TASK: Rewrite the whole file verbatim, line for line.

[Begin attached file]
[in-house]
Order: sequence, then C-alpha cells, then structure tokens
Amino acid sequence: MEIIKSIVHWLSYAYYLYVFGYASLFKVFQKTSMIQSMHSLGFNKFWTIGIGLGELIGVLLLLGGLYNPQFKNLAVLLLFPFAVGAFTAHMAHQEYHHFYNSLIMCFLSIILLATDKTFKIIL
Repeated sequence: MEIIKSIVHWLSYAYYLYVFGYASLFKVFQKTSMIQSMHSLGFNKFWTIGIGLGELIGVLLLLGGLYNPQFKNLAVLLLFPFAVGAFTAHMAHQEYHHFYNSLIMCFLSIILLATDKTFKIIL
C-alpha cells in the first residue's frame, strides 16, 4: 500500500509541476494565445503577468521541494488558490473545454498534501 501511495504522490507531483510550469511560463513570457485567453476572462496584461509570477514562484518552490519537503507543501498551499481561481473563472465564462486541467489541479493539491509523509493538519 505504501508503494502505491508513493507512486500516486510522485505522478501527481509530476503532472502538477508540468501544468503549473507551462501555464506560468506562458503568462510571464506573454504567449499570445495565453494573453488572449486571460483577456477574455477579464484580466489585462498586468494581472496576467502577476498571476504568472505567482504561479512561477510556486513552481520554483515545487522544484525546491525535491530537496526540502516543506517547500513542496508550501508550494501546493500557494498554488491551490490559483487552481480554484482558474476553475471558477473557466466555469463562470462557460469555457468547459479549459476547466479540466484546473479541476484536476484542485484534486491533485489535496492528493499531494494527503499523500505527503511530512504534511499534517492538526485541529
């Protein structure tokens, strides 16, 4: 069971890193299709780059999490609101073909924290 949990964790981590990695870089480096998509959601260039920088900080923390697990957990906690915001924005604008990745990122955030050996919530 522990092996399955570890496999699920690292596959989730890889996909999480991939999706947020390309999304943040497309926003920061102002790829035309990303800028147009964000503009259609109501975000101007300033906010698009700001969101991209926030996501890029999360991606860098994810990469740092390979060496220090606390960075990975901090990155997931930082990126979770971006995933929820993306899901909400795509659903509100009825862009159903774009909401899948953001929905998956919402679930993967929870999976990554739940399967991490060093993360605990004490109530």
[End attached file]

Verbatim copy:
[in-house]
Order: sequence, then C-alpha cells, then structure tokens
Amino acid sequence: MEIIKSIVHWLSYAYYLYVFGYASLFKVFQKTSMIQSMHSLGFNKFWTIGIGLGELIGVLLLLGGLYNPQFKNLAVLLLFPFAVGAFTAHMAHQEYHHFYNSLIMCFLSIILLATDKTFKIIL
Repeated sequence: MEIIKSIVHWLSYAYYLYVFGYASLFKVFQKTSMIQSMHSLGFNKFWTIGIGLGELIGVLLLLGGLYNPQFKNLAVLLLFPFAVGAFTAHMAHQEYHHFYNSLIMCFLSIILLATDKTFKIIL
C-alpha cells in the first residue's frame, strides 16, 4: 500500500509541476494565445503577468521541494488558490473545454498534501 501511495504522490507531483510550469511560463513570457485567453476572462496584461509570477514562484518552490519537503507543501498551499481561481473563472465564462486541467489541479493539491509523509493538519 505504501508503494502505491508513493507512486500516486510522485505522478501527481509530476503532472502538477508540468501544468503549473507551462501555464506560468506562458503568462510571464506573454504567449499570445495565453494573453488572449486571460483577456477574455477579464484580466489585462498586468494581472496576467502577476498571476504568472505567482504561479512561477510556486513552481520554483515545487522544484525546491525535491530537496526540502516543506517547500513542496508550501508550494501546493500557494498554488491551490490559483487552481480554484482558474476553475471558477473557466466555469463562470462557460469555457468547459479549459476547466479540466484546473479541476484536476484542485484534486491533485489535496492528493499531494494527503499523500505527503511530512504534511499534517492538526485541529
């Protein structure tokens, strides 16, 4: 069971890193299709780059999490609101073909924290 949990964790981590990695870089480096998509959601260039920088900080923390697990957990906690915001924005604008990745990122955030050996919530 522990092996399955570890496999699920690292596959989730890889996909999480991939999706947020390309999304943040497309926003920061102002790829035309990303800028147009964000503009259609109501975000101007300033906010698009700001969101991209926030996501890029999360991606860098994810990469740092390979060496220090606390960075990975901090990155997931930082990126979770971006995933929820993306899901909400795509659903509100009825862009159903774009909401899948953001929905998956919402679930993967929870999976990554739940399967991490060093993360605990004490109530």